I am still around 5-6 weeks away from the potential payment of my benefit and with the levels of frustration I am met with it is unreal. I am lucky I have food in my cupboards, a supportive family and a loving partner but some people may not have that and desperately trying to get this process completed as soon as possible. I don’t know what to do now as my passport picture cannot be uploaded so I will have to wait on hold tomorrow and speak to the call centre. However, this verification must be completed by this Friday so fingers crossed!

The safety net of our welfare system should be there to support people when they need it most. To give them safety, security and money to provide for themselves and their family and to most importantly keep their dignity. This system does not do that and attempting to ‘incentivise’ work by threatening destitution. This is the ‘5th largest economy’ in the world and I am ashamed of my UK Government putting the most vulnerable people in our society through this.

Brian Finlay

#LeftyInABusinessSchool

Author: Brian Finlay

I’m a post graduate student studying Human Resource Management at Strathclyde Business School. I was inspired to do this blog, and it’s given name, by people being shocked by me attending a business school in a more corporate type of education setting. I do my research projects around precarious work; service sector; in-work poverty; employment relations and the state welfare and unemployment. I am left political leaning and I am a member of The Scottish Green Party; making me an avid supporter of Scottish Independence on the grounds of a potential decentralised power structure. My blog, which I have finally got the guts to start after finding the time recovering from a nasty ankle operation, will be centred around key HRM academic debates from a left political perspective. I hope you enjoy 🙂

18 thoughts on “Universal Credit journey so far….”

  1. I’ve shared this on the Universal Credit Survival page on fb. Another well written piece. Hopefully you gain a few more followers from the share. Wishing you a smooth journey. Regards Rona

    On 5 Feb 2018 8:31 pm, “#LeftyInABusinessSchool” wrote:

    > leftyinabusinessschool posted: “It has been one week since I was told I > would have to go through Universal Credit (UC) to claim Statutory Sick Pay > for my fractured ankle. This is due to being a ‘low earner’ from my > part-time job I have whilst funding my post-graduate studies. I have nev” >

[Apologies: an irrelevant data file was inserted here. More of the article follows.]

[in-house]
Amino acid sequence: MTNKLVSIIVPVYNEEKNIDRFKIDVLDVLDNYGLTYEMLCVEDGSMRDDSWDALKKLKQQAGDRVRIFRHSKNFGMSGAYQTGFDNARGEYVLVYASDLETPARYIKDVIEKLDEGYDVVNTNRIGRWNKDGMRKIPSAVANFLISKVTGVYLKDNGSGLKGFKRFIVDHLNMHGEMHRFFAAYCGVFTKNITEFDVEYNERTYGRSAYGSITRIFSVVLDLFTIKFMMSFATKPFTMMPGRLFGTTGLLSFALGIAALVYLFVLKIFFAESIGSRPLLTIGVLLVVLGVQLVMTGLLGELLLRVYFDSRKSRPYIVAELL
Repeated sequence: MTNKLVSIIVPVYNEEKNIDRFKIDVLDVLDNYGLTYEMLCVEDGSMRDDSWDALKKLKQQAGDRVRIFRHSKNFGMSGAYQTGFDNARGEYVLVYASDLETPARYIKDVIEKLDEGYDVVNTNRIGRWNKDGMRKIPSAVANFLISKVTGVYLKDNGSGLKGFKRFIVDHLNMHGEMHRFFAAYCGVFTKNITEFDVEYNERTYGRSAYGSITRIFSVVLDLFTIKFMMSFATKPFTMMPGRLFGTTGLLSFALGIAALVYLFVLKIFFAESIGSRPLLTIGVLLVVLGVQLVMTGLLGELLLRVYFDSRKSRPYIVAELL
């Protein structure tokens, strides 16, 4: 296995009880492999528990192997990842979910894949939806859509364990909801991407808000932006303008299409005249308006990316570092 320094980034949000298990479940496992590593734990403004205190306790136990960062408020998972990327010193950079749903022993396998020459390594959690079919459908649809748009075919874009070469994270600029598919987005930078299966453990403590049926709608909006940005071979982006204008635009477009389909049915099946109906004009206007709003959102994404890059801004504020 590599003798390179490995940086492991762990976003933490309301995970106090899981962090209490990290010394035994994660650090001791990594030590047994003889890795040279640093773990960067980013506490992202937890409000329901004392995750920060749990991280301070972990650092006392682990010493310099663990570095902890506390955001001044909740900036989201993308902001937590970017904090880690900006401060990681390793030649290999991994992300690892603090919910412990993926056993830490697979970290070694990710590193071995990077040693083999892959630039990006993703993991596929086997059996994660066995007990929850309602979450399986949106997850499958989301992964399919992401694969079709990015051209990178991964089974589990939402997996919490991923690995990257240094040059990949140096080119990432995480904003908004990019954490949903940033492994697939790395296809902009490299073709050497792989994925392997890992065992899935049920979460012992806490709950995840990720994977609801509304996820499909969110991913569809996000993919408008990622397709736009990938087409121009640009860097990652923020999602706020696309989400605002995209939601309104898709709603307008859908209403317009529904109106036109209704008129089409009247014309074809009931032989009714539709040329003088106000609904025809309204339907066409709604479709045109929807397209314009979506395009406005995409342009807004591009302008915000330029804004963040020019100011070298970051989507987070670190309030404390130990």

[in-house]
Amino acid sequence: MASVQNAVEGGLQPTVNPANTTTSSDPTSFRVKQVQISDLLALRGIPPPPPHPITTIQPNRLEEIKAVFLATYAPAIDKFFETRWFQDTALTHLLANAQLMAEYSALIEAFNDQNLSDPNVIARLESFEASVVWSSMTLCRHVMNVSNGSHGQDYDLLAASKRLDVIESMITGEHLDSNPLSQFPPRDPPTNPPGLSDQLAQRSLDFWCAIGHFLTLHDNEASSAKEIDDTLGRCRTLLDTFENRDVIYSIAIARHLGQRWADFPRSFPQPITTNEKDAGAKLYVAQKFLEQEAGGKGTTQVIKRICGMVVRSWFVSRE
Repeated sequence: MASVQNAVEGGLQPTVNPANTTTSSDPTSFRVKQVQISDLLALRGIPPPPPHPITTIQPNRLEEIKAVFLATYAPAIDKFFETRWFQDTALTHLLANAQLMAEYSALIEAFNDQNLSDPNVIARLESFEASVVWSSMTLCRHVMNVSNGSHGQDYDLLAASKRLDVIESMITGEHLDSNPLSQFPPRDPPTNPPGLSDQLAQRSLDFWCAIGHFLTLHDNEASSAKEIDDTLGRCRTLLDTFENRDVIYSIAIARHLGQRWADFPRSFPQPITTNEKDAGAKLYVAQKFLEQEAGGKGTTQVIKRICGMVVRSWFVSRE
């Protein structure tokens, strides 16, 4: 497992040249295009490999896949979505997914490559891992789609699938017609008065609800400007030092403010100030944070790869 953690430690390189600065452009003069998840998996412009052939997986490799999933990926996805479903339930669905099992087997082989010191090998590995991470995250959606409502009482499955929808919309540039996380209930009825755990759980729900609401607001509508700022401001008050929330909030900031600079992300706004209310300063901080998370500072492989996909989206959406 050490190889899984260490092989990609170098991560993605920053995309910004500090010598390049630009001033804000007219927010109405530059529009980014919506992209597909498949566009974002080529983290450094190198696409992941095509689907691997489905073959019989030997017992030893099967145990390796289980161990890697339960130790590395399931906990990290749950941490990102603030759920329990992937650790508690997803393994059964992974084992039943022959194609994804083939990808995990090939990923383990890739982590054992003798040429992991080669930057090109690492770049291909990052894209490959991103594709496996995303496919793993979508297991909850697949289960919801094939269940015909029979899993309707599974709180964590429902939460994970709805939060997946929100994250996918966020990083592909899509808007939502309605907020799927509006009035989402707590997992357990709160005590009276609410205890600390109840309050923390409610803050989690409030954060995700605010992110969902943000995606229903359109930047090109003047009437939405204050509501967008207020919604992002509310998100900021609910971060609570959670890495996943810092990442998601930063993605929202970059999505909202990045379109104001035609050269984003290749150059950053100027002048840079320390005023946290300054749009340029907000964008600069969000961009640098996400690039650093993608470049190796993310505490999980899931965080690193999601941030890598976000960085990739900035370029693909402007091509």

Liked by 1 person

  2. Goodness, what a great idea to blog the horrendous journey of going through Universal Credit, maybe a paper could help share it for you in the media, most people have no idea what to expect and the demoralising language used. They are setting people up to fail from the start.
    I worry for the future.

    Liked by 1 person

    1. I am pushing back against this. I am lucky to be in the position I am in with support. I will even potentially go fir a medical fir a fractured ankle, I have a discharge letter after my op from the hospital and a fit note… I have contact a few papers but I’ll see if anyone picks up on the story. Where did u see the blog posted? Do you have a link? I have a huge readership rate and I think it’s been posted somewhere I don’t know of lol

      Like

  3. just a little tip – I volunteer with an organisation that helps people with UC claims and in about 150 claims (to date) I have never managed to verify identity online – we just skip that step now and make an appointment at the Job Centre to verify ID – enjoyed your critique of the online process though

    Liked by 1 person

    1. Thank you! Issue is I’m not able to get out and about. I have a fractured ankle, three sets of stairs up, 10mins walk to the bus to Job Centre and my partner is based away caring for his mum. I’m going to do the application as solve who is incapacitated and see how long it take’s from beginning to end. I may also request a home visit for the medical ect

      Like

  4. Great blog Lefty . One of the mysteries of this universe to me is how do these people get elected ? Despite the irrefutable evidence of their crusade against those they deem to be beneath them , they still get elected ? I know for a fact there are any number of those that are targets of the Tories who are so dense they continue in their blind loyalty and donate their votes. Turkeys voting for Christmas .

    Liked by 1 person

  5. I have grown up in the ‘welfare’ system. I remember when the job centre in Falkirk was merely a grey metal and concrete cells, with back to back metal seating and particians designed to inflame anyones senses. I remember my mum begging, to be paid her income support when it did not come through so that she could feed us. The only comfort in that place was a worn out, faded wendy house I liked to hide in. Everyone in there was ALWAYS angry.
    Now it has been more humanised and has a more face to face customer service feel. But the basic premise of discomfort is still there, still the thousands of pages of small print and strict rules that you must adhere too. One appointment missed could cause at least one to two months without money. Last year I had to used food banks at least 3 different times, and get an emergency loan which is supplied through the council. You can only get it so often. I was, however, lucky enough to have a nice advisor that would phone them personally to make sure I had enough to eat. She has now left her job. She couldn’t tolerate it anymore either.
    One feels like a waste of space and insignificant when on benefits. Depression is never the right word for it either. I would elaborate more but I fear this would turn into it’s own blog and I am not its true owner. you get the point all the same.

    Liked by 1 person

  6. Typical of the inhumanity forced on vulnerable people by an evil government led by a LAPSED CHRISTIAN. YOU ONLY HAVE TO LOOK AT HER EYES TO REALISE THERE IS NOTHING THERE. absolutely souless.

    Like